Last update: Nov. 9, 2014

Clarithromycin

Very Low Risk for breastfeeding


Safe. Compatible.
Not risky for breastfeeding or infant.

It is not excreted in significant amount into breast milk .

Commonly used for pediatric treatment which is very well tolerated.

Erythromycin is a macrolide that has been related to hypertrophic pyloric stenosis with early exposition. Avoiding use in the first post-partum month would be advisable yet it may occurred while breastfeeding.

Be aware of the possibility of false negative results of bacterial cultures when the mother is on antibiotics. Also, diarrheal disease due to imbalance of intestinal flora is possible.

Alternatives

We do not have alternatives for Clarithromycin since it is relatively safe.

Suggestions made at e-lactancia are done by APILAM´s pediatricians and pharmacists, and are based on updated scientific publications.
It is not intended to replace the relationship you have with your doctor but to compound it.

Jose Maria Paricio, Founder & President of APILAM/e-Lactancia

Your contribution is essential for this service to continue to exist. We need the generosity of people like you who believe in the benefits of breastfeeding.

Thank you for helping to protect and promote breastfeeding.

José María Paricio, founder of e-lactancia.

Pharmacokinetics

Variable Value Unit
Bioavailability 55 %
Molecular weight 748 daltons
Protein Binding 40 - 70 %
VD 3 - 4 l/Kg
Tmax 1,7 hours
T1/2 3 - 7 hours
M/P ratio 1 -
Theoretical Dose 0,14 mg/Kg/d
Relative Dose 1,7 %
Relat.Ped.Dose 0,9 %

References

  1. Butler DC, Heller MM, Murase JE. Safety of dermatologic medications in pregnancy and lactation: Part II. Lactation. J Am Acad Dermatol. 2014 Mar;70(3):417.e1-10; quiz 427. Abstract
  2. Goldstein LH, Berlin M, Tsur L, Bortnik O, Binyamini L, Berkovitch M. The safety of macrolides during lactation. Breastfeed Med. 2009 Abstract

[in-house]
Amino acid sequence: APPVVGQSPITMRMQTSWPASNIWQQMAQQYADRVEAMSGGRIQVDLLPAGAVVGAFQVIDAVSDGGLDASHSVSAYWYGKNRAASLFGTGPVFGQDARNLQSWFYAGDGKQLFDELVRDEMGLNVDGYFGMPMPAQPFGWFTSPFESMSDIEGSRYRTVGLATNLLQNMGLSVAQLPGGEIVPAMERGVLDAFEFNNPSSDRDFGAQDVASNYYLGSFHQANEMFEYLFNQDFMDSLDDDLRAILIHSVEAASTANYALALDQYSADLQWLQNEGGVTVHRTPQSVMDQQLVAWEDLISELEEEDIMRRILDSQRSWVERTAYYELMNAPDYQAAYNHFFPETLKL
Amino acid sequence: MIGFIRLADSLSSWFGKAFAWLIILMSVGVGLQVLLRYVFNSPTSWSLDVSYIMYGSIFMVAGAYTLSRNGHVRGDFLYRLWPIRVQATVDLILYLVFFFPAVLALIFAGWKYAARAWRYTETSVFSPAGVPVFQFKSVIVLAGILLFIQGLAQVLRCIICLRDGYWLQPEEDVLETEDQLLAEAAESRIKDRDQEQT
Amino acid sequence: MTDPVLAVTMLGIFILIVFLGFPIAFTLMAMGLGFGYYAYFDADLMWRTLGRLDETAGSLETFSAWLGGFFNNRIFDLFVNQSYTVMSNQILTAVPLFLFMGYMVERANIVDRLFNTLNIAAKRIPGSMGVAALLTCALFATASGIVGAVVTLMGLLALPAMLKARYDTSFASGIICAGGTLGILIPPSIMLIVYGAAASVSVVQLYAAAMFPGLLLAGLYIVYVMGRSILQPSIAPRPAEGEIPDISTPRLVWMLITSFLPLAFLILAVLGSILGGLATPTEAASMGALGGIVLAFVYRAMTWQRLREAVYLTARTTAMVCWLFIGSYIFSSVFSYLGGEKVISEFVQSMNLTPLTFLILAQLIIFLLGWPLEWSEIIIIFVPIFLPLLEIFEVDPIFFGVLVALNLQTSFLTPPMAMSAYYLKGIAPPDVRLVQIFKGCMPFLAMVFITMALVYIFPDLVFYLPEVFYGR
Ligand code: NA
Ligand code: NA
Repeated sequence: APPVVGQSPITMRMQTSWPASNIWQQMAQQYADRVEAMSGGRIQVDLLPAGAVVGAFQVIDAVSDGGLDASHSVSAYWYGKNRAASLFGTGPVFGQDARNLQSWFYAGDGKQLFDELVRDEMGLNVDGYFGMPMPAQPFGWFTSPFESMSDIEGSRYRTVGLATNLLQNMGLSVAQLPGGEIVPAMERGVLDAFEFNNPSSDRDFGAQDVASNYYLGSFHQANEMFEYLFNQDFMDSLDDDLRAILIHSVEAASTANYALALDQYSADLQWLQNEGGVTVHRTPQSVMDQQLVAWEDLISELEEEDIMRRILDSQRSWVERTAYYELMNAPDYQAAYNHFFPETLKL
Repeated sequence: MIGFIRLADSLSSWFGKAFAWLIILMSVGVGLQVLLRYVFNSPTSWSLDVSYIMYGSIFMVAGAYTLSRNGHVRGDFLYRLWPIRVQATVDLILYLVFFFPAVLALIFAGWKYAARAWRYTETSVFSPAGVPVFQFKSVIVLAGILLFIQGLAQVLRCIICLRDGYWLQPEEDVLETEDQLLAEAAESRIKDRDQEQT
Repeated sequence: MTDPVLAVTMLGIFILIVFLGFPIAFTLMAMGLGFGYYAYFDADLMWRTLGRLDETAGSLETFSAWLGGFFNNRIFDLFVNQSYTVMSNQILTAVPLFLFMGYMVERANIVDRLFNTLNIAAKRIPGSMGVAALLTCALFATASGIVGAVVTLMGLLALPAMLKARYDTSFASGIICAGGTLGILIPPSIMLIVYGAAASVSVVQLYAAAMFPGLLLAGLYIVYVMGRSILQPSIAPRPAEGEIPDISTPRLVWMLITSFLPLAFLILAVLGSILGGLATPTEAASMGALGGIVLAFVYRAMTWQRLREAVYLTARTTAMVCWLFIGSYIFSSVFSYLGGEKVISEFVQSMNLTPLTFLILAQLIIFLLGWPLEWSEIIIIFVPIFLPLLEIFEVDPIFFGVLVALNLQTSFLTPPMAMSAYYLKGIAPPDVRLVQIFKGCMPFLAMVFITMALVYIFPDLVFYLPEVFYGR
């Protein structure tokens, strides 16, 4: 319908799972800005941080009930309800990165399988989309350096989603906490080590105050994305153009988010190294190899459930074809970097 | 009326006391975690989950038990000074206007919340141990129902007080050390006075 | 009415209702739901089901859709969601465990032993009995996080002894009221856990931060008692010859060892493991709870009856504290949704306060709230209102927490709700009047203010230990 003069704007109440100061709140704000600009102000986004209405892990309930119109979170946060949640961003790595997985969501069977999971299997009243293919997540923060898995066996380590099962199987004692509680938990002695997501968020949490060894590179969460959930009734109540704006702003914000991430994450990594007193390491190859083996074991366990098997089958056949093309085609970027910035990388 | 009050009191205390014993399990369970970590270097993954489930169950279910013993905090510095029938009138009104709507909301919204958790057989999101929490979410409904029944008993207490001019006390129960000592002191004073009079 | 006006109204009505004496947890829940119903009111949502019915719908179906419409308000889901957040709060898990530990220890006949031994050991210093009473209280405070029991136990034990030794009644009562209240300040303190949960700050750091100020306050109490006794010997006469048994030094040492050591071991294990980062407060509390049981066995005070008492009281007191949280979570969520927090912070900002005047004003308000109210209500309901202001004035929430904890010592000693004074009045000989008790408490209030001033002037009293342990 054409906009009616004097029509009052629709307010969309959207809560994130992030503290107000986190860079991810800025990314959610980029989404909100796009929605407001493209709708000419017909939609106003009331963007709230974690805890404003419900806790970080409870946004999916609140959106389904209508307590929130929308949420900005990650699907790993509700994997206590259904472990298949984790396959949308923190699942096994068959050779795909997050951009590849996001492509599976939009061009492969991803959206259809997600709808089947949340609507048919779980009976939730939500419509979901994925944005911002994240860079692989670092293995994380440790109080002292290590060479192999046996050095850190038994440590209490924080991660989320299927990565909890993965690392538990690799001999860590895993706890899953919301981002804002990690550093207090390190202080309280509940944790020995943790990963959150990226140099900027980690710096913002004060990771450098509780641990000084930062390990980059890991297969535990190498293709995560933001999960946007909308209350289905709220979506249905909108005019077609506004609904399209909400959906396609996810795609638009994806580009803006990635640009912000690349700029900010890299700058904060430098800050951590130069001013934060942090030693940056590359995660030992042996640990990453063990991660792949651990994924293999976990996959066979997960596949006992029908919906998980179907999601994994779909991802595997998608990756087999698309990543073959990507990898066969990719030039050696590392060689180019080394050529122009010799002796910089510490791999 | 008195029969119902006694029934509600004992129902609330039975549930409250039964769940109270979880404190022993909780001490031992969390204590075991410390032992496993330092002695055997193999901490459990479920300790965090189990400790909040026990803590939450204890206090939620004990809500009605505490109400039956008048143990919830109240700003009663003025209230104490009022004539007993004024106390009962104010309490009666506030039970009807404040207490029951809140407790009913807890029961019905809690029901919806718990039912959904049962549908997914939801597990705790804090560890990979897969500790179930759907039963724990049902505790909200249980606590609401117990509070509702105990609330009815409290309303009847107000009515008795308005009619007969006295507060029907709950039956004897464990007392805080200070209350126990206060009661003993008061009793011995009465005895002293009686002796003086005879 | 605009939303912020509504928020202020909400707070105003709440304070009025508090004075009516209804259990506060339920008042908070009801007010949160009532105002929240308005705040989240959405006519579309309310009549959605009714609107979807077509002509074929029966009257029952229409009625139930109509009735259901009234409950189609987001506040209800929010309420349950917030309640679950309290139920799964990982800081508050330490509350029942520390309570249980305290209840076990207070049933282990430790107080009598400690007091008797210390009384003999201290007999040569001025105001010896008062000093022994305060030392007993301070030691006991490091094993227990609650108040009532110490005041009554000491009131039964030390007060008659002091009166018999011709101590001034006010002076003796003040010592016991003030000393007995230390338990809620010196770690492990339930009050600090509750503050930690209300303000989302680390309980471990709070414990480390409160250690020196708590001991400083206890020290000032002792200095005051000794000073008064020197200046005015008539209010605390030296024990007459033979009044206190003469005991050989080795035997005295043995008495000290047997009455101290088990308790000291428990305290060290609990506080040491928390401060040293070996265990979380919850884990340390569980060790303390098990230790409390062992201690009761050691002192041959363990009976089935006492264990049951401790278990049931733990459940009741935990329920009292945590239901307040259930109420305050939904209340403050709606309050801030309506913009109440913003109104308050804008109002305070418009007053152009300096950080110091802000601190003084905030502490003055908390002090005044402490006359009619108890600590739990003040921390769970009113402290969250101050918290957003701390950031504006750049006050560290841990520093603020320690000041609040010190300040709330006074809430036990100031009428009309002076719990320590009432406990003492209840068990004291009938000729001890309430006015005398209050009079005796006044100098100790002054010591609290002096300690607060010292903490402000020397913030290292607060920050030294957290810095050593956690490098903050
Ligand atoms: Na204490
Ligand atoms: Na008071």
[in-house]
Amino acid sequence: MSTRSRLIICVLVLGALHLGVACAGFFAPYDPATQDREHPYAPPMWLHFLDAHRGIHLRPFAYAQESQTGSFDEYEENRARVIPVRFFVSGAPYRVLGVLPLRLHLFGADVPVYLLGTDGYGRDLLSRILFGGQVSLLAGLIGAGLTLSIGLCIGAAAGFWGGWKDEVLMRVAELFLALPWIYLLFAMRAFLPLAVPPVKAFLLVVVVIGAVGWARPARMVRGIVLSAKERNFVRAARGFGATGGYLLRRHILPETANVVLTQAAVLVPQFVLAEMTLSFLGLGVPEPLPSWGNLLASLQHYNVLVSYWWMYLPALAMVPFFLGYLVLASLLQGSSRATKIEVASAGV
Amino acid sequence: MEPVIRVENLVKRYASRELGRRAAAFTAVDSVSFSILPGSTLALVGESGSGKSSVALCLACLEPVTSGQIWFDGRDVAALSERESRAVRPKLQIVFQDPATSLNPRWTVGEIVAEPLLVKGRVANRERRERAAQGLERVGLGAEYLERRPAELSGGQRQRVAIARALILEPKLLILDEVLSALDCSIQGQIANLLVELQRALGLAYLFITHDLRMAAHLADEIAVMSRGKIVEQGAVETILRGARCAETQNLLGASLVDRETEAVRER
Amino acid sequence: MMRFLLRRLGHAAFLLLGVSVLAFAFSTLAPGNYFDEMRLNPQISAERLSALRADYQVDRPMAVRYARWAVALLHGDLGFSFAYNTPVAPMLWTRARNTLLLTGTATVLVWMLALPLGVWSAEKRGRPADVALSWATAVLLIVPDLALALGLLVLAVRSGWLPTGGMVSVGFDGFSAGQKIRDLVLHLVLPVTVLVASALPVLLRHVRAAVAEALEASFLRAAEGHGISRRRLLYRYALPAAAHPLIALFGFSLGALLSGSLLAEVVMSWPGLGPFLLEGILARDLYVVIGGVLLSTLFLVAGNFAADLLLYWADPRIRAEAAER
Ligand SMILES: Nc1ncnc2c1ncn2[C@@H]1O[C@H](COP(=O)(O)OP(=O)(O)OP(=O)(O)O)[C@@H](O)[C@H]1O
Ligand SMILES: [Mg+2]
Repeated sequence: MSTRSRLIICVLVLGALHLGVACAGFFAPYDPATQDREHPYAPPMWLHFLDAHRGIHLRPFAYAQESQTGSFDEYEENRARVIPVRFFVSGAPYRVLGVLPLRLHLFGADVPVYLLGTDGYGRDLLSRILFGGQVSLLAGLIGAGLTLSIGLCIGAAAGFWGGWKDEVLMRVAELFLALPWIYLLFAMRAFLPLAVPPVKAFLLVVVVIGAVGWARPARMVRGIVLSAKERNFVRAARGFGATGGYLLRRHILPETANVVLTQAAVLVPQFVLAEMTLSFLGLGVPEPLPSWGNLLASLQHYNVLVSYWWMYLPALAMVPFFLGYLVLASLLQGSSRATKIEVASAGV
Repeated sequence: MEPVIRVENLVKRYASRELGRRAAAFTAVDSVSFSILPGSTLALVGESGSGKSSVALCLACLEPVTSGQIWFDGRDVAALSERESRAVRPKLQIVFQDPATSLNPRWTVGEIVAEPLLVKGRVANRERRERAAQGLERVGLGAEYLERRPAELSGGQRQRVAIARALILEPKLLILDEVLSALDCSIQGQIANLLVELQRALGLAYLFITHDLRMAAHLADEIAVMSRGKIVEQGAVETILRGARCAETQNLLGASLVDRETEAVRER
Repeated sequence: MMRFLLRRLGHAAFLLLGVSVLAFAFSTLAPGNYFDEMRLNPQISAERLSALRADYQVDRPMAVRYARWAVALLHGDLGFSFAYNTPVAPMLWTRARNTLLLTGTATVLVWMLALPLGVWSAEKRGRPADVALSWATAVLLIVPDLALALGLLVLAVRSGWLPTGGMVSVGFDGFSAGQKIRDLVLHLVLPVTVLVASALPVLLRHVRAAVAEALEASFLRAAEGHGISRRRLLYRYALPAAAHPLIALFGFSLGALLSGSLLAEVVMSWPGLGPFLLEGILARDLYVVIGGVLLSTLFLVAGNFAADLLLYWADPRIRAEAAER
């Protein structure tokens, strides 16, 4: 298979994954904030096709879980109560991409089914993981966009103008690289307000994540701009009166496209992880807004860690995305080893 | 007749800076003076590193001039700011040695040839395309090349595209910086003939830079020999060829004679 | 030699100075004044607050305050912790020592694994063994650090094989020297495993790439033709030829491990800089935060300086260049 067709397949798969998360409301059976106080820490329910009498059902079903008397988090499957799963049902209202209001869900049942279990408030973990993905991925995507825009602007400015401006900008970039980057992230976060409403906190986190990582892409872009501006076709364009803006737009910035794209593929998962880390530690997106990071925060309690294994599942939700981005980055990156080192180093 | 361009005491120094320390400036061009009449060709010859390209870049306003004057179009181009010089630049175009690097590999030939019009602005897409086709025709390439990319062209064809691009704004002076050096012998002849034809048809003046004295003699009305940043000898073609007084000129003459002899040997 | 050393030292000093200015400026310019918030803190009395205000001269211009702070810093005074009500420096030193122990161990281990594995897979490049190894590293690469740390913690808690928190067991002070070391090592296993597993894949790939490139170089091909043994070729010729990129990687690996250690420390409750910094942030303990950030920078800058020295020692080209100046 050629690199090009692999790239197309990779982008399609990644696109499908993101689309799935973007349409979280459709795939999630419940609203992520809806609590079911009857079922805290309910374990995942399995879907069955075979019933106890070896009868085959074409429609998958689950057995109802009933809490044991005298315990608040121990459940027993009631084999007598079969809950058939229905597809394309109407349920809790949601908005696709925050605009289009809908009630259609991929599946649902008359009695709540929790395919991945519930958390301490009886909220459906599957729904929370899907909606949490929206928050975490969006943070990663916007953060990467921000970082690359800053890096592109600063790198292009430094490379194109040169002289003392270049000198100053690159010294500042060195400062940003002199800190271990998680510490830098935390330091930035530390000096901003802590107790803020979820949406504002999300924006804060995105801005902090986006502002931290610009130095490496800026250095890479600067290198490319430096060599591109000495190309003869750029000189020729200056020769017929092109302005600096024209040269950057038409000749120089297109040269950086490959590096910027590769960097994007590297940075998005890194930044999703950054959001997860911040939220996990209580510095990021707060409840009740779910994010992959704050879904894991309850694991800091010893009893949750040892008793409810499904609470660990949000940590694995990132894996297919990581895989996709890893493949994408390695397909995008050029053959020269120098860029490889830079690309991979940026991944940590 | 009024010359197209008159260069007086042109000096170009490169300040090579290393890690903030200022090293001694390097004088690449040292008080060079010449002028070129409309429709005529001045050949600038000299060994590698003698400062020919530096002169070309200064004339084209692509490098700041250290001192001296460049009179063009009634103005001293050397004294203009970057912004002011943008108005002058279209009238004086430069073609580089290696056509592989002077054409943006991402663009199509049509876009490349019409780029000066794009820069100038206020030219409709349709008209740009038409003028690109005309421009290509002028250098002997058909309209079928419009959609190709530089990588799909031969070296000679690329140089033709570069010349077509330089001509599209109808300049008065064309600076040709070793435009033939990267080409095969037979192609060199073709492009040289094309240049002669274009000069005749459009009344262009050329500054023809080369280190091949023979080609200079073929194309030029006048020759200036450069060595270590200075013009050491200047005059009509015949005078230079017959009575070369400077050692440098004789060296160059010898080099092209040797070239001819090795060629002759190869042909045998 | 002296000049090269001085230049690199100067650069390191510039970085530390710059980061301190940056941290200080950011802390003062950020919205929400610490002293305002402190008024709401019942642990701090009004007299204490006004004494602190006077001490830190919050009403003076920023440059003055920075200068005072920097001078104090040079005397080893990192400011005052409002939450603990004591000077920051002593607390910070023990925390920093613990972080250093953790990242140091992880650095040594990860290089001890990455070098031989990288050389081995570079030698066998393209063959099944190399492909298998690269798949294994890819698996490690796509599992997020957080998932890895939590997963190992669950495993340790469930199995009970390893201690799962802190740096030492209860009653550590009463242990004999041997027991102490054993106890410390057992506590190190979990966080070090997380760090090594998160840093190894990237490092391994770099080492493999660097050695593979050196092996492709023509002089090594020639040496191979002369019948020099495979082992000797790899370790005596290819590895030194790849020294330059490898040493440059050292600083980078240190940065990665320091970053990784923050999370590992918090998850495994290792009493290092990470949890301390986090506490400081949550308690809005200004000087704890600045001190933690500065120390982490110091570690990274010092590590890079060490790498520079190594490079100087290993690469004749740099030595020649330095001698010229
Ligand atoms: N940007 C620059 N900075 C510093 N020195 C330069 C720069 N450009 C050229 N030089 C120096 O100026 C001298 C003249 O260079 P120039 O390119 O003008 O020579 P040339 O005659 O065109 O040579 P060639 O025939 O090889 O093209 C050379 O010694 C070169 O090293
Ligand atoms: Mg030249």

3. Maheshwai N. Are young infants treated with erythromycin at risk for developing hypertrophic pyloric stenosis? Arch Dis Child. 2007 Abstract Full text (link to original source) Full text (in our servers)
  4. Mahadevan U, Kane S. American gastroenterological association institute technical review on the use of gastrointestinal medications in pregnancy. Gastroenterology. 2006 Jul;131(1):283-311. Review. Abstract Full text (link to original source) Full text (in our servers)
  5. Bar-Oz B, Bulkowstein M, Benyamini L, Greenberg R, Soriano I, Zimmerman D, Bortnik O, Berkovitch M. Use of antibiotic and analgesic drugs during lactation. Drug Saf. 2003 Abstract
  6. Sørensen HT, Skriver MV, Pedersen L, Larsen H, Ebbesen F, Schønheyder HC. Risk of infantile hypertrophic pyloric stenosis after maternal postnatal use of macrolides. Scand J Infect Dis. 2003 Abstract
  7. Chin KG, McPherson CE 3rd, Hoffman M, Kuchta A, Mactal-Haaf C. Use of anti-infective agents during lactation: Part 2--Aminoglycosides, macrolides, quinolones, sulfonamides, trimethoprim, tetracyclines, chloramphenicol, clindamycin, and metronidazole. J Hum Lact. 2001 Feb;17(1):54-65. Abstract
  8. Sedlmayr T, Peters F, Raasch W, Kees F. [Clarithromycin, a new macrolide antibiotic. Effectiveness in puerperal infections and pharmacokinetics in breast milk]. Geburtshilfe Frauenheilkd. 1993 Abstract
  9. Fulton B, Moore LL. Antiinfectives in breastmilk. Part II: Sulfonamides, tetracyclines, macrolides, aminoglycosides and antimalarials. J Hum Lact. 1992 Dec;8(4):221-3. Review. No abstract available. Abstract
  10. Periti P, Mazzei T, Mini E, Novelli A. Clinical pharmacokinetic properties of the macrolide antibiotics. Effects of age and various pathophysiological states (Part I). Clin Pharmacokinet. 1989 Abstract

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